Current news – As we have said internet is sporadic so trying to catch up on the blogs has been a challenge. As we travel further North in Canada towards Alaska the scenery has become more stunning and so more photos have been taken compounding our task. We are virtually at the end of our Australian blogs (Hurrah you cry).
Our current whereabouts is Whitehorse, Yukon, Canada heading towards Dawson City in next few days.Here is our Mallacoota blog in Victoria Australia.
Blog 250 Mallacoota – March 2013
Now anyone who reads this blog will have to be sworn to secrecy, Mallacoota is a destination the locals enjoy, don’t tell any one how good it is.
There were many walks to explore from this area and we had half hour to spare after the tent was up. Strolling down Pittosporum walk we encountered this termite mound. We were surprised that it was this far South as we had only encountered them in the North of the country.
We arrived at Bastion point where we beach combed and found many anemones, starfish and one crab doing a great job of hiding.
We were even luckier on our way back and spotted a Lyre bird which danced in front of us before it saw us and flew off up into the tree still bobbing about. These birds are shy, only come out at dusk and are rarely seen. We even managed a short video of it too.
This was the view from our camp in the morning across the estuary.
After enjoying the sunrise and having breakfast we headed down to Quarry beach where we met the locals and got chatting, they gave us some good info on places to see one of which was the rocks strata at this beach. The colours in the rock are formed of dark grey sandstone, quartzite, shale, slate and chert.
The red layers are material rich in iron, the white quartz and the grey organic matter. The wave-like patterns are a result of folding and faults as the oceanic plate slides under the continental plate.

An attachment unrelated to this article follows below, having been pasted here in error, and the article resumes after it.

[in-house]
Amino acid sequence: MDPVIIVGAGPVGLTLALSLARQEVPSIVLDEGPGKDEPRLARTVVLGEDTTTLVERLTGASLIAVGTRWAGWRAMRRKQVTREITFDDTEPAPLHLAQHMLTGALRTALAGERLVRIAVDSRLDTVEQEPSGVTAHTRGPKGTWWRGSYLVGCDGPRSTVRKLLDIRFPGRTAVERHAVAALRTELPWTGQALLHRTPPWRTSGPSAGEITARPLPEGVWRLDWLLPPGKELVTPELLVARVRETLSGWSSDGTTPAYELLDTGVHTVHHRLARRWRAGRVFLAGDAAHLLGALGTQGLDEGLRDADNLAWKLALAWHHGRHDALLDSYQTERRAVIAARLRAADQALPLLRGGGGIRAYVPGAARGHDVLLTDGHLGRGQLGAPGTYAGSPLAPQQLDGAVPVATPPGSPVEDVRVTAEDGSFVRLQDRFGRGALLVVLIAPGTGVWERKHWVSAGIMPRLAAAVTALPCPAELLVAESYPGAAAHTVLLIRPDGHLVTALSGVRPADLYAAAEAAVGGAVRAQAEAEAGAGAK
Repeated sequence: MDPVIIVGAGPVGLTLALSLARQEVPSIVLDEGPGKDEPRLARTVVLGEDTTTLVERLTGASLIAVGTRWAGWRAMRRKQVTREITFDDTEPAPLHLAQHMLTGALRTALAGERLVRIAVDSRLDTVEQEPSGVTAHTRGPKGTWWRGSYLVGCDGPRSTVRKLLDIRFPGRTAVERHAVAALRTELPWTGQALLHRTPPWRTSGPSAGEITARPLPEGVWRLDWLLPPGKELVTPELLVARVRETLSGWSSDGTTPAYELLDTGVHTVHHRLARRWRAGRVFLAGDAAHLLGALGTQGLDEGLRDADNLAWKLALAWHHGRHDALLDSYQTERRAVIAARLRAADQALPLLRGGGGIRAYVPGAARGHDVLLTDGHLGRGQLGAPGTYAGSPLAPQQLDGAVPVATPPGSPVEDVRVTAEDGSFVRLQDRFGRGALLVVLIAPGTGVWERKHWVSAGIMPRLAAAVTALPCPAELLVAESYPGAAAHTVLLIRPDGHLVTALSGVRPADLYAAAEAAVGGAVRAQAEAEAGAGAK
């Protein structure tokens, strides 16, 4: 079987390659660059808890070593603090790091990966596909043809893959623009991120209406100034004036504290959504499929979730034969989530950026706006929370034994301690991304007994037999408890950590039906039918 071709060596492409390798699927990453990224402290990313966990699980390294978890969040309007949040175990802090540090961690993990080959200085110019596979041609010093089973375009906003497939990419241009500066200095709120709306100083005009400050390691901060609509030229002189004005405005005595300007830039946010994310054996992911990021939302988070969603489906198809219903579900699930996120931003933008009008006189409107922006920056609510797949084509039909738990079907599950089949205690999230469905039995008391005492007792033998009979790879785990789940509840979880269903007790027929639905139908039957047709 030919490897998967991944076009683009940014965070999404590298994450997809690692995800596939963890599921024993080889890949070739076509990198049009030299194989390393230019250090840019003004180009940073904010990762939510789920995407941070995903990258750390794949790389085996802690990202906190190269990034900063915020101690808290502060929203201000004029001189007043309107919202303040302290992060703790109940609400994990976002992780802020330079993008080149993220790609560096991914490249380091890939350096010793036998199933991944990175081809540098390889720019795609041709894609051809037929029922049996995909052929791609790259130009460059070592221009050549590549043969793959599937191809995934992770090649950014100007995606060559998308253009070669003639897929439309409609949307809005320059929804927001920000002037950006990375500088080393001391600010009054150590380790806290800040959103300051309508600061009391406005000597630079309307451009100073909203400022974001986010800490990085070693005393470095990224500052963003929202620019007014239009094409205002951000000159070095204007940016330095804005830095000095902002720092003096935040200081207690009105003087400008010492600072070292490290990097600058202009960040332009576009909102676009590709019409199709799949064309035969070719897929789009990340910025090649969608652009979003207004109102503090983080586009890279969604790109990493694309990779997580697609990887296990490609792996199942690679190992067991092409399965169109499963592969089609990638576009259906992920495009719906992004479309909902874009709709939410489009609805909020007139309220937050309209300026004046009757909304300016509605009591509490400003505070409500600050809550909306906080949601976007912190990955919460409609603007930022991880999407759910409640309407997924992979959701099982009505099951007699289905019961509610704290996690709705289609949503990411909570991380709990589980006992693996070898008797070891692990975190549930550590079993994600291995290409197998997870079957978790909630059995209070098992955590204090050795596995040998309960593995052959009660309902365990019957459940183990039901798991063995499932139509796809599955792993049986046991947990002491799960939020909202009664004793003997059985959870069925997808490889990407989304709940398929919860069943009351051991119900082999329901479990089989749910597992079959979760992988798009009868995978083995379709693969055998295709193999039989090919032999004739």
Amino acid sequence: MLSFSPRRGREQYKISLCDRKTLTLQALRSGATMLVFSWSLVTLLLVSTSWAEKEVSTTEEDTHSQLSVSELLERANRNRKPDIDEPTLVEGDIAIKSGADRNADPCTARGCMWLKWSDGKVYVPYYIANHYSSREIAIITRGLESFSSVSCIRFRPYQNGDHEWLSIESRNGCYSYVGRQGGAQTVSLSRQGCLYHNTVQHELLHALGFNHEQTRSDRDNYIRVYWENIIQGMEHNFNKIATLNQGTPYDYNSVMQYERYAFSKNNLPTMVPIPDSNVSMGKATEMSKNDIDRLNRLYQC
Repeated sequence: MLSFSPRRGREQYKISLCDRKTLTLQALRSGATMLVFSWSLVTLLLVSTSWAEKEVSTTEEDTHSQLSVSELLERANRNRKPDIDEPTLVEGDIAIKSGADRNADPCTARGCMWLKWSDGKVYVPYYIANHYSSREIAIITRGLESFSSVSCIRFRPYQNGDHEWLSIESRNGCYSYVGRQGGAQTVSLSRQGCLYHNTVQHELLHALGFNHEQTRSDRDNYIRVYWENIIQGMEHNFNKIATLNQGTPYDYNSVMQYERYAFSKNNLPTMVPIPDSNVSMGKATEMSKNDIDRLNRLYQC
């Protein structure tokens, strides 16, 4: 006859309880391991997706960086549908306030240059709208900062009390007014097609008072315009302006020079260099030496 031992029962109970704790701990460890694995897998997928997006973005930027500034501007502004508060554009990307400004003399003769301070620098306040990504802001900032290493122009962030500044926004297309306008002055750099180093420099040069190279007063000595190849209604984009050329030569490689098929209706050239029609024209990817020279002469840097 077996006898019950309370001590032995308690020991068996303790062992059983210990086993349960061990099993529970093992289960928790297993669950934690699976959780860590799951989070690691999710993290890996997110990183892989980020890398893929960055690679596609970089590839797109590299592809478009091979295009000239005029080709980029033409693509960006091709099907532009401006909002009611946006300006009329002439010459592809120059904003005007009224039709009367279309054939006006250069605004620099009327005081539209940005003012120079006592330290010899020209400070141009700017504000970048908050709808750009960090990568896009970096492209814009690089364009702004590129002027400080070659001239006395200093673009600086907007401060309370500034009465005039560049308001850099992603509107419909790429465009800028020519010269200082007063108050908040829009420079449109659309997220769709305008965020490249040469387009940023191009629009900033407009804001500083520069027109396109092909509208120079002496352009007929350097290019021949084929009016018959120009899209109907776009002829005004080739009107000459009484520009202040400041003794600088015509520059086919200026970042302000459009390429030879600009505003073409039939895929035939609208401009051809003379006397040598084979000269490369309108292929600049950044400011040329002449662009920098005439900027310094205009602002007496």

We rode into all the coves along our route.
We enjoyed lunch in our woodland surroundings. The creek got its name from Schah a 161 ton slave schooner which came to grief one stormy night in 1837. Lives were lost but thirteen survivors salvaged provisions from the wreck and walked for five days to safety. You can just about see me sitting on the rocks in the bay on the last photo.
One of our recommendations was to do the Narrows walk so I guided Kev via a route called Lakeside Drive. No-one told the pelicans the jetty was private.
In the parking area we chatted to another couple before we made our way around the edge of the lake. I was not fully fit so we didn’t push it too much and returned the same way.
The day had been another scorcher and the green grass back where the bike was parked was something we had not seen for a while it looked so inviting we both fell into its lush long soft blades (and almost fell asleep).
The old hut in the parking lot framed the boats in the bay beautifully.
The fishing was obviously good here too as we were heading back on the path the locals were coming in after work to catch supper.
The sunsets were pretty awesome too with the boats lined up on the water.
We enjoyed our little holiday from our trip now we had to turn the bike back towards Melbourne.
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